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Müller-Thurgau

The white grape variety is a new breed between Riesling x Madeleine Royale, Some synonyms point to the long misunderstood parenting Riesling x Sylvaner. Within the EU, those names are no longer allowed, such as B. Riesling-Sylvaner refer to it. The most important are Müller-Thurgau vine, Müller Thurgau white ( Germany ); Müller-Thurgau Blanc ( France ); Uva di Lauria ( Italy ); Riesling Silvaner, Riesling x Silvaner, Riesling Sylvaner ( New Zealand. Switzerland ); Rivaner ( Austria. Luxembourg ), Rizlingszilvani ( Hungary ), Rizvanac, Rizvanac Bijeli ( Croatia ); Rizanec, Rizvanec ( Slovenia ); Muller Thurgau White ( United States ).

Due to its properties, it is a popular crossing partner of new breeds. That's among other things Albalonga. Arnsburger. Bacchus. Diana (1), Faberrebe. Floriánka. Fontanara. Gloria. Goldriesling (2) Grando. good Borner. Helios (1), Hildegardis grape. chancellor. Marie Steiner. striking. Medea. Milia. Montagna. Muscabona. Muscat Bleu. Optima. Ortega. Pálava. pearl. Rabaner. Regner. Reichensteiner. Schantlrebe. Septimer. Tamara. Thekla. Thurling and Würzer, Two mutations are foundling (ripening earlier) and Red Muller Thurgau (Beer color).

Müller-Thurgau - grape and leaf

The determination of the parenting dragged on for decades, until in 1996 the already repeatedly doubted paternity of the Silvaner proved wrong. Breeder was the Swiss Dr. Hermann Müller-Thurgau (1850-1927) from Tägerwilen in the canton of Thurgau. He was in the period 1867-1890 at the Royal Institute of Fruit and Viticulture in Geisenheim (Rheingau) active. In the issue no. 26 of the magazine "Der Weinbau" of June 24, 1882, he formulated the breeding goal of the crossing experiments: "How important could be, for example, for some wine-growing regions a grape variety, with the delicious properties of Riesling grapes, the safe and earlier Maturing period of the Sylvaners united. " Until 1890, the pre-examination of the new varieties from the breeding of the varieties Riesling x Silvaner still took place in Geisenheim.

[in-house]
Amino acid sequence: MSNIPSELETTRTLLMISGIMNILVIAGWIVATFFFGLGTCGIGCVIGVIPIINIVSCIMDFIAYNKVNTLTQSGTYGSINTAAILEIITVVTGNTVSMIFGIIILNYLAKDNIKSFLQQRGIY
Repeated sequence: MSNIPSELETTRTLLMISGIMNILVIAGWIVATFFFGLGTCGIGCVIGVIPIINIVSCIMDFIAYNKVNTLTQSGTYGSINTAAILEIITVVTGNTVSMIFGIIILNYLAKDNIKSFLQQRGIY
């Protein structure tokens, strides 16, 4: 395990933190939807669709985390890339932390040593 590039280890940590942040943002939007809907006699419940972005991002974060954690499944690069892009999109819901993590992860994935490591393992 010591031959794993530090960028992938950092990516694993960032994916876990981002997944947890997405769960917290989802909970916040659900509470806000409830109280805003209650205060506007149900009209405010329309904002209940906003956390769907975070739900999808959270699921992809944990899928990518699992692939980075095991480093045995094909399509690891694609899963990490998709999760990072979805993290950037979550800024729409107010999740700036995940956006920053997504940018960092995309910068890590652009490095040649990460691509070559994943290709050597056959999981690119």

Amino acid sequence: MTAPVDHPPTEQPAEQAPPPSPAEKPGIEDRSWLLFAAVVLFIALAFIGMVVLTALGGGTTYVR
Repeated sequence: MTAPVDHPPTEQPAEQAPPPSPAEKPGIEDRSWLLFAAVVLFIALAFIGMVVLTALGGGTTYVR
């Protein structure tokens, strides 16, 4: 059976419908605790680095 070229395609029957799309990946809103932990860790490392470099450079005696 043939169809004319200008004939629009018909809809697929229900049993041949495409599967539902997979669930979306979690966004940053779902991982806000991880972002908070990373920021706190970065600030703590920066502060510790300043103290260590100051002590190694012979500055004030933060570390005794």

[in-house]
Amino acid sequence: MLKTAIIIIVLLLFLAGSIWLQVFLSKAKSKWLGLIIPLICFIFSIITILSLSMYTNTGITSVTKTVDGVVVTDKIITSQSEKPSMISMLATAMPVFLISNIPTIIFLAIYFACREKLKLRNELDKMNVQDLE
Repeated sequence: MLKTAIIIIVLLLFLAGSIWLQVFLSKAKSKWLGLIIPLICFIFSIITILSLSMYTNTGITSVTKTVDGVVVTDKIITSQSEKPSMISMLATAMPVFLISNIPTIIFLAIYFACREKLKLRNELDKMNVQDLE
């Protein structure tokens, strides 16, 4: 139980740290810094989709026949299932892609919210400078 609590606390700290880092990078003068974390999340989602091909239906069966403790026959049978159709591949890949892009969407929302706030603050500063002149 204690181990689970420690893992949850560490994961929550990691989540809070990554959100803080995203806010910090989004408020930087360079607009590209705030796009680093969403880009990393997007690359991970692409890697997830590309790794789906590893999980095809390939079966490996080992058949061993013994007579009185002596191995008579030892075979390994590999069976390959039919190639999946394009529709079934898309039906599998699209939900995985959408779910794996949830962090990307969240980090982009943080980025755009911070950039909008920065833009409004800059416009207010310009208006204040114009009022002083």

In 1891, Hermann Müller-Thurgau relocated to his homeland to found and build the Swiss Federal Institution according to Geisenheim's model Wädenswil in the canton of Zurich. In the same year he had 150 of his pre-tested in Geisenheim seedlings come to Wädenswil. There selected Heinrich Schellenberg (1868-1967) the best seedling No. 58 and increased it in 1897 under the name "Riesling x Silvaner 1". The Bavarian Hofrat August Dern (1858-1930), a former colleague of Müller-Thurgau in Geisenheim, brought 100 vines of this new breed in 1913 back to Germany and named it in honor of the breeder "Müller-Thurgau-Vine" (which Müller-Thurgau rejected by the way, he always called her after the alleged parents).

Müller-Thurgau himself was skeptical of the parenting Riesling x Silvaner at an early stage and expressed his concerns in a letter to August Dern, which he accused of having "taken the wrong grape variety from Geisenheim" with him. The thesis that the variety is not a Riesling x Silvaner hybrid was strengthened early on by the fact that not one of the later Geisenheim, Würzburg and Alzeyer Riesling x Silvaner crosses corresponds to the character of "Müller-Thurgau" (one of the Geisenheimers Attempts was Multaner ). As early as 1950, Dr. Heinrich Birk (1898-1973) for the first time on these connections. Also Dr. Hans Breider (1908-2000) came to the conclusion in 1952 that he could find too few features of the supposed pollen donor "Silvaner". Dr. Heinz-Martin Eichelsbacher (1924-2003) came in 1957 in the context of extensive analysis to the conclusion that the variety "Müller-Thurgau" stems from the Formkreis Riesling-Muskateller-Gutedel.